“Something so tough, so powerful, that unless you join together, you can’t accomplish the defining moment. Your team will not make it unless you pull together.”—General Charles C. Krulak, Commandant, United States Marine Corps
Welcome to the Crucible Event. This is the culmination of Marine Corps basic combat training, boot camp. The Crucible Event is the “defining moment” for young Marine recruits. Once inside the crucible, the recruits are faced with fifty-four gruelling hours with little sleep, little food, and a series of events that will tax them physically and mentally. The recuirt platoon will be profoundly tested as individuals. Even more important, they will discover that they are unable to pass through the crucible except as a team.
Beyond the Crucible Event’s physical demands of endurance is the reinforcement of the core values of the United States Marines: honor, courage, and commitment. The crucible creates a change of mind, body, and spirit that will alst a lifetime, whether one wears the uniform for four years or forty—a constant reminder of the supreme responsibility that comes with the title “United States Marine.”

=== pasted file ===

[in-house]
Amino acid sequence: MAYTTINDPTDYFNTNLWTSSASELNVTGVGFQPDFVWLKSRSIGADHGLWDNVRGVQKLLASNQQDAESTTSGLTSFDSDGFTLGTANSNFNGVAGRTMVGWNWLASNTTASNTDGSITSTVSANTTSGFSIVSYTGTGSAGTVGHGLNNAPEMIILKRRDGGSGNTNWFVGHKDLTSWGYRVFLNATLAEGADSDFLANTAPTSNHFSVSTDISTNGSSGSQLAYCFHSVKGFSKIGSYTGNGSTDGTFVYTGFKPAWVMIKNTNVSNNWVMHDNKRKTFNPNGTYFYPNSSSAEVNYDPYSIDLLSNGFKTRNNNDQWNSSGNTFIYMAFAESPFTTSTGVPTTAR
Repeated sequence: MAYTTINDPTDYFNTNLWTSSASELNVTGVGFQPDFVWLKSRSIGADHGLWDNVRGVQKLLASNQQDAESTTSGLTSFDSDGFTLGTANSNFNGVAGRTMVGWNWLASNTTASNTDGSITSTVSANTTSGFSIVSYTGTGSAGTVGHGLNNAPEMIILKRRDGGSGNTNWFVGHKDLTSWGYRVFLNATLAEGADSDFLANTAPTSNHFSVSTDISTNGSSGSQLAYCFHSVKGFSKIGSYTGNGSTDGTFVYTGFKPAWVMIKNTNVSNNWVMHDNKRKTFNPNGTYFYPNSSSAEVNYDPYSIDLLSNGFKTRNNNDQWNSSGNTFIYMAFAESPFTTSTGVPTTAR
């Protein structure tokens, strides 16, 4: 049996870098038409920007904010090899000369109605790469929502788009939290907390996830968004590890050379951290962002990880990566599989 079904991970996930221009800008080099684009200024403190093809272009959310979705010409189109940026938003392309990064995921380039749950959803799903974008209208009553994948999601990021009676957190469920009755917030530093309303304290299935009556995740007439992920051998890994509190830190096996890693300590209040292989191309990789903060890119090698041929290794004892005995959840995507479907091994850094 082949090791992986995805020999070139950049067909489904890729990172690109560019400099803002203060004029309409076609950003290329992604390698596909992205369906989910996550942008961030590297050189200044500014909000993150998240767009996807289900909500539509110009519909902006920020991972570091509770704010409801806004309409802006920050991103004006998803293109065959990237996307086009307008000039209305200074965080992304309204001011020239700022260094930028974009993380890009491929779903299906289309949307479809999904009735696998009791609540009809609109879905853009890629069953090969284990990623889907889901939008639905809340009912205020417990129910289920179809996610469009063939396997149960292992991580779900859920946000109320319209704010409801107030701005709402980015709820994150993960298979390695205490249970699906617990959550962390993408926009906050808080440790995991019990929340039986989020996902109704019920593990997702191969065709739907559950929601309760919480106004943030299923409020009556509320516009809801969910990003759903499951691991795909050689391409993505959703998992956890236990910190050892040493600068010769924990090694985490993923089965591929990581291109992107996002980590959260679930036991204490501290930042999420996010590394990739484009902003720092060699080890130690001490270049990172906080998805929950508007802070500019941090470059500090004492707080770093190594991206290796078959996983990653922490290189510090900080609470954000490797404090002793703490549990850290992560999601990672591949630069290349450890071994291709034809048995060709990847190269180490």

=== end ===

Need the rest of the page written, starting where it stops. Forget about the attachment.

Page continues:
Praise for Into the Crucible
“Provides a wealth of factual information and insider insights. . . . [and] provides a fascinating first-hand look at the revolutionary training ‘event’ and shows why it has become so effective. Readers—whether Marines, civilians, or other members of other services will find Woulfe’s book a worthwile read.”—SeaPower Magazine
“A powerful and inspiring book.”—Terry Mapes, Mansfield, Ohio, News Journal
|Publisher:||Random House Publishing Group|
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About the Author
Read an Excerpt
In late 1775 the Second Continental Congress sat in Philadelphia and debated the need to establish a Continental Navy. Full-scale war with the British was a reality, and the Continental Army could not be victorious without support from the sea. The question of Marines was raised: If there was going to be a Navy, would not there then be the need for Marines? Half seaman and half soldier, Marines were basically infantrymen detailed to sea duty, but not expected to sail the ship. They assisted the captain in maintaining order and discipline aboard the vessel, but also turned their bayonets toward the enemy as boarding parties and landing forces when the need arose.